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Very Frustrated, Need To Set Up Basic Home Network

Last response: in Networking
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December 12, 2004 11:05:16 PM

If anyone can help me with this, I'll be VERY helpful.

First of all, I have a Windows XP PC that is my Wife's, and my computer is a dual boot between Windows XP and Fedora Core 3.

From this point forward, we will refer to my pc as "JPC" and my wife's as "WPC".

The first thing I want to do is get my Windows Network to behave. (Meaning JPC is botted into XP, so both PC's on the router are using Windows XP). If I have Sygate Personal Firewall disabled, my Windows Network is absolutely perfect. If I enable it on either PC, it won't work at all.

The first thing I did was go into advanced rules on Sygate, on both PCs, and added each computer's IP address and clicked allow. This worked for one reboot, then it would stop. Then, I would have to edit the IP, whatever Windows decided it should be at that moment, then it would work. Again, I reboot, and the network is gone. (Have to add the IP's again inside Sygate).

This got so annoying, I broke down and allowed 192.168.0.1 - 255.255.255.255. This worked flawlessly for a week, now it stopped working again. Figuring that allowing EVERY Ip address breaks the meaning of a firewall, I uninstalled Sygate completely and am just using the stock XP firewall on both. I don't get it. I want Sygate, but I don't want it to break my network.

(In case you were wondering, the Windows network is used for simple file sharing, one shared folder on each mapped to drive B on each).

Anyway, the above is situation #1.
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Situation #2

When JPC is logged into Fedora Core 3, (WPC is Windows only) WPC can see JPC, but access is completely denied. JPC under Fedora Core 3 has a folder shared. (/home/jeremy/Documents/Shared) I want everyone, on either PC, regardless of username, to access this shared directory and be allowed 500MB, full read and write access. But no, Samba doesn't want me to. There is a Folder shared, and the workgroup name is the same on Samba as it is on WPC, what gives? (Yes, I did enable read/write access to said shared folder).
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Scenario #3

When JPC is logged into Linux, I want to go to WPC and login under my own screen name, and then I want My Documents to be my home folder on JPC. HOW?

Again, ANY help would be appreciated.

BTW, if I give each Windows XP installations their own static IP, wouldn't that break my cable internet connection that needs to be able to get the IP automatically?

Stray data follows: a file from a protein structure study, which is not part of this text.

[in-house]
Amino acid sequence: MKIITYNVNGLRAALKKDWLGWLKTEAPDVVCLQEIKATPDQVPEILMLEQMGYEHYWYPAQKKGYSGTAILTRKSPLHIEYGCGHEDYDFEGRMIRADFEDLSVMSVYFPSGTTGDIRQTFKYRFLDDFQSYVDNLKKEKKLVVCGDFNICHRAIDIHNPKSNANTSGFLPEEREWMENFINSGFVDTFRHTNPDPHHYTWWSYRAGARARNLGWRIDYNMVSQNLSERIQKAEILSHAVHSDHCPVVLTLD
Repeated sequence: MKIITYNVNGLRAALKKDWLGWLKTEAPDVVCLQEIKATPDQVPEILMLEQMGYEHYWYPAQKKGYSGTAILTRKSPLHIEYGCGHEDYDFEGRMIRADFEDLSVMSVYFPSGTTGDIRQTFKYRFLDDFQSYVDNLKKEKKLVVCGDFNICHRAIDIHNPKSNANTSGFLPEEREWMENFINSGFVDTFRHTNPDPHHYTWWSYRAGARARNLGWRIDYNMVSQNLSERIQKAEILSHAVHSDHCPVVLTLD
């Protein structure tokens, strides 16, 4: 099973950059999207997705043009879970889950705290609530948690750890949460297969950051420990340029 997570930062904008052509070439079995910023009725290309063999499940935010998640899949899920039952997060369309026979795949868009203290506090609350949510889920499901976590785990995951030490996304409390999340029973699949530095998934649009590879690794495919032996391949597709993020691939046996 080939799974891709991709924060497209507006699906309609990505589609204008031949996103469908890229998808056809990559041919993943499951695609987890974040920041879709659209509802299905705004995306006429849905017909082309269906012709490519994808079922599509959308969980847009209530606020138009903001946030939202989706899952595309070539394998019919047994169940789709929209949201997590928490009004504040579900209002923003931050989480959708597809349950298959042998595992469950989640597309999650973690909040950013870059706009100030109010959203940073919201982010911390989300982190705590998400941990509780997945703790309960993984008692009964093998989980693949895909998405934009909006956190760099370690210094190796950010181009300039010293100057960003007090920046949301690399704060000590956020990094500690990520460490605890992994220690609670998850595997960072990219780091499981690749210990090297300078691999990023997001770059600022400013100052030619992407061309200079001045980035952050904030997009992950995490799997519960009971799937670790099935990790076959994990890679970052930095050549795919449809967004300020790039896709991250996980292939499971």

December 13, 2004 3:12:53 AM

Solution to situation #1:
Assign static IP to the computers. If you have a router the router is getting the dhcp ip from the internet provider. You can do what ever you want behind the router. Your ip on each machine keeps changing because the dhcp on the router is assigning you a new one very often. You must have the lease time very low or something, usually dhcp ips on small networks stay put for quite a while.

I can't help ya w/ your other 2 situations, I'm no linux guru yet :) 

<A HREF="http://www.folken.net/myrig.htm" target="_new">My precious...</A>
December 13, 2004 11:24:46 AM

Im assuming you are using DHCP (your router is assigning your computers IP address'). This means that each time you boot up your computer it gets an IP address that may be different from the one it had before (which is why the IP addys you entered with your firewall become invalid). Your firewall should allow you to make an entire IP range allowed. With your computers you will prob want 192.168.0.x 255.255.255.0 allowed. This is what I have done with my zone alarm firewall.

Quote:

BTW, if I give each Windows XP installations their own static IP, wouldn't that break my cable internet connection that needs to be able to get the IP automatically?

Your router is assigned your external IP address, it then forwards the relevant information onto the computer on your network that has requested it. So giving your computers a static IP address will not effect your cable connection at all.
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December 13, 2004 7:24:20 PM

I understand what you guys are saying now, is it under TCP/IP that I set the static IP Addresses?

It may be easier to allow an entire range, but if I allow everything from 192 through 255, what would be stopping Joe hacker with an IP in that range from hacking me?

I know that I have tried this, the IP range, and it still won't work with the firewall installed. I think that one of the services required for the home network, my wife may have clicked deny access by mistake. Under sygate, what is internal network trafic named?
December 13, 2004 8:13:43 PM

If your router is assigning a 192.168.0.x address just unblock 192.168.0.1-192.168.0.254. Those are the only usable addresses for that subnet.

<A HREF="http://www.folken.net/myrig.htm" target="_new">My precious...</A>
December 14, 2004 2:31:40 AM

The IP range 192.168.0.1 is reserved for computers on a network. Rember the IP adress of your router is the only one visible to the outside world, and this address will only send data to your computer if your computer requests it (or if port forwarding is enabled of your computer is on a DMZ).
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